Letterman may also be back in January - with writers - because his independent company has been negotiating with the WGA on its own, separate from the studio/network alliance that seems bent on destroying all laughter everywhere so a few moguls can look powerful. (OK, maybe that sounded a bit angry, and too simple, but it's not 100 percent wrong, either.)
The late-night shows have been the most obvious casualty of the strike, just like the last time the writers walked out in 1988. Johnny Carson brought "The Tonight Show" back after about two months for pretty much the same reason, to keep the paychecks coming for his staff.
If CBS' Letterman and Ferguson come back with their writings staffs, they'll have big advantages over their competitors. That's something O'Brien acknowledged in his statement, which was also a testimonial of solidarity with the writers.
"I will make clear, on the program, my support for the writers," he said, "and I'll do the best version of `Late Night' I can under the circumstances. Of course, my show will not be as good. In fact, in moments it may very well be terrible. My sincerest hope is that all of my writers are back soon, working under a contract that provides them everything they deserve."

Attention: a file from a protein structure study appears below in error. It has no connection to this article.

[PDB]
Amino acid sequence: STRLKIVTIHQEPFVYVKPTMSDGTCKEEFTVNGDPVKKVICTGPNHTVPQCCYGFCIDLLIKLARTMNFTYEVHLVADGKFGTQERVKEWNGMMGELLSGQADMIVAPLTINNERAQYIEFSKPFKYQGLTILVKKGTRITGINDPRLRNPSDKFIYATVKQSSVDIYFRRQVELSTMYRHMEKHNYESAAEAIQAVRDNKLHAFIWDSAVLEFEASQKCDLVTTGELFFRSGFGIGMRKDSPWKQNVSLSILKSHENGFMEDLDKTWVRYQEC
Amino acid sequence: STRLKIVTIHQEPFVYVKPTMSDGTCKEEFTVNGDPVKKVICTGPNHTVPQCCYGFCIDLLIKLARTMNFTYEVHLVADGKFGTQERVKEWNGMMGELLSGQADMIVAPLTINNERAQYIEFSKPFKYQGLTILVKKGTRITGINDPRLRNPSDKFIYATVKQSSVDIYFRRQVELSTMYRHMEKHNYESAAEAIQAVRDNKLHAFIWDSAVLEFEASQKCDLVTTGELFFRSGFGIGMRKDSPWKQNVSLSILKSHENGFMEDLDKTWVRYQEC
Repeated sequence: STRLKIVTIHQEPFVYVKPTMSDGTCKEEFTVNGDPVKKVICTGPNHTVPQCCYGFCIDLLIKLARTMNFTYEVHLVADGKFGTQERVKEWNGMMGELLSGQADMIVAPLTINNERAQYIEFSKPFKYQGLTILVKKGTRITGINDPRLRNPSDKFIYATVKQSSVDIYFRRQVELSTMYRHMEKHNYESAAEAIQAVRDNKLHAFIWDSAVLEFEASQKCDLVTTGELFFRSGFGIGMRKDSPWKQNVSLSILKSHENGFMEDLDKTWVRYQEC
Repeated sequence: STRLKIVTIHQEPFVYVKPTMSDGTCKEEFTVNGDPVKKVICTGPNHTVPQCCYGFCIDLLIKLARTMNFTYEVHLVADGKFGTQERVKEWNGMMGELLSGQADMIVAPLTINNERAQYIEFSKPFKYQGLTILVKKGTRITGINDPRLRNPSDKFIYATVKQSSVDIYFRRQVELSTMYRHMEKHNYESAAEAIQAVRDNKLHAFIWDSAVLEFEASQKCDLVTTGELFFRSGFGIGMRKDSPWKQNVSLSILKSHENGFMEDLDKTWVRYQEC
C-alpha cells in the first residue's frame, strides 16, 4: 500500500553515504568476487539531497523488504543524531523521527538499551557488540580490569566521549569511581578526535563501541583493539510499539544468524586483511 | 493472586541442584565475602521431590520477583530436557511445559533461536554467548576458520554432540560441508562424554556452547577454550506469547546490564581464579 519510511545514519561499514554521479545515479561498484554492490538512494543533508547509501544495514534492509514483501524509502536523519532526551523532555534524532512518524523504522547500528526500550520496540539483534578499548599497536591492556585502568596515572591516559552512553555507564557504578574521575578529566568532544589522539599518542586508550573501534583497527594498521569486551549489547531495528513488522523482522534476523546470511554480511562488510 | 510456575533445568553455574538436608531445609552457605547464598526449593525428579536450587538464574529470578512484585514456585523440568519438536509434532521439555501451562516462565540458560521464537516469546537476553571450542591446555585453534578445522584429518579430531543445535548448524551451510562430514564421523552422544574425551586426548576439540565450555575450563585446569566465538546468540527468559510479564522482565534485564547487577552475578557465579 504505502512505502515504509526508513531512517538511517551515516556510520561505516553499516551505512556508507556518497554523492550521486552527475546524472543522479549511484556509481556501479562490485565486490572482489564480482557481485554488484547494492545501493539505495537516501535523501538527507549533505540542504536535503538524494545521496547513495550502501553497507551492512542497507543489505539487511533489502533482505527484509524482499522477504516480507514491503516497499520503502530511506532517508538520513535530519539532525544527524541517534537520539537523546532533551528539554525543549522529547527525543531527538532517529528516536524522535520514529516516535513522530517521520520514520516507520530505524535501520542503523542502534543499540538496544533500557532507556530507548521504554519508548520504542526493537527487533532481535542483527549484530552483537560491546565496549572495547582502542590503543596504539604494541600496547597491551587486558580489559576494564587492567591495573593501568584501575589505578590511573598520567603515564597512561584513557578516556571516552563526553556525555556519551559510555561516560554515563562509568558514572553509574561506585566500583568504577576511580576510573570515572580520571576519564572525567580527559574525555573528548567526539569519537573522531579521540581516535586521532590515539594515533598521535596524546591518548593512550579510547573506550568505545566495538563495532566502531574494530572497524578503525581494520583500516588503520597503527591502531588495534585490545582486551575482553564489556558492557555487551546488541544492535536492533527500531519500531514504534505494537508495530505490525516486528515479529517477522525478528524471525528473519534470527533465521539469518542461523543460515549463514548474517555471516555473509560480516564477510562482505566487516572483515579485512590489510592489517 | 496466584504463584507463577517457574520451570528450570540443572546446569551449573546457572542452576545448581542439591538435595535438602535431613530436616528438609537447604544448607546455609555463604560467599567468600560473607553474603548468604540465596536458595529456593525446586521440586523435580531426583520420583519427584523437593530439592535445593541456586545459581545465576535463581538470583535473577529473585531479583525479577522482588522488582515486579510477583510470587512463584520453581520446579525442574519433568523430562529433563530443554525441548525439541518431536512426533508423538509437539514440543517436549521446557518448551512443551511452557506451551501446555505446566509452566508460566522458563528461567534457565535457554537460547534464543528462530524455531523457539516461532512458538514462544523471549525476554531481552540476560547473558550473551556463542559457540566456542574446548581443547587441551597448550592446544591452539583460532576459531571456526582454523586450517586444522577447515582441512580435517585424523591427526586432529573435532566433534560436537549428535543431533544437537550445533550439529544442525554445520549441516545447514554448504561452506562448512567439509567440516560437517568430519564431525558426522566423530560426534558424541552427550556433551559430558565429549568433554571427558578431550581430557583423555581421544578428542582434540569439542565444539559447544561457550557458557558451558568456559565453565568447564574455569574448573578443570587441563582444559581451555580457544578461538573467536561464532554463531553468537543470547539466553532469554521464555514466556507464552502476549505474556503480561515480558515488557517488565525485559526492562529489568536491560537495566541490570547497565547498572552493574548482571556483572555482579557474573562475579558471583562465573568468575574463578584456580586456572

Today's edition of "What'd They Do to My Show?" has a couple good items.
ABC has announced that the return date for "Lost" is Jan. 31. Note that's not a night "American Idol" is currently scheduled. The bet here, though, is Fox has a special Thursday broadcast of "Idol" that week, because that's how the nets roll these days.
"Lost," by the way, will air only eight of the 16 episodes planned for the season, unless something changes soon in Strikeland.
"Torchwood," the smart, high-energy, witty sci-fi series from BBC America will start its second 13-episode season on Jan. 26. This is one of the best shows on TV, but it's got a short season simply because it's British, and that's how they roll.
Because people have been asking, we'll say this again: "24" has not been scheduled to return in 2008, and it won't be back until producers and Fox are certain they can get all 24 segments made.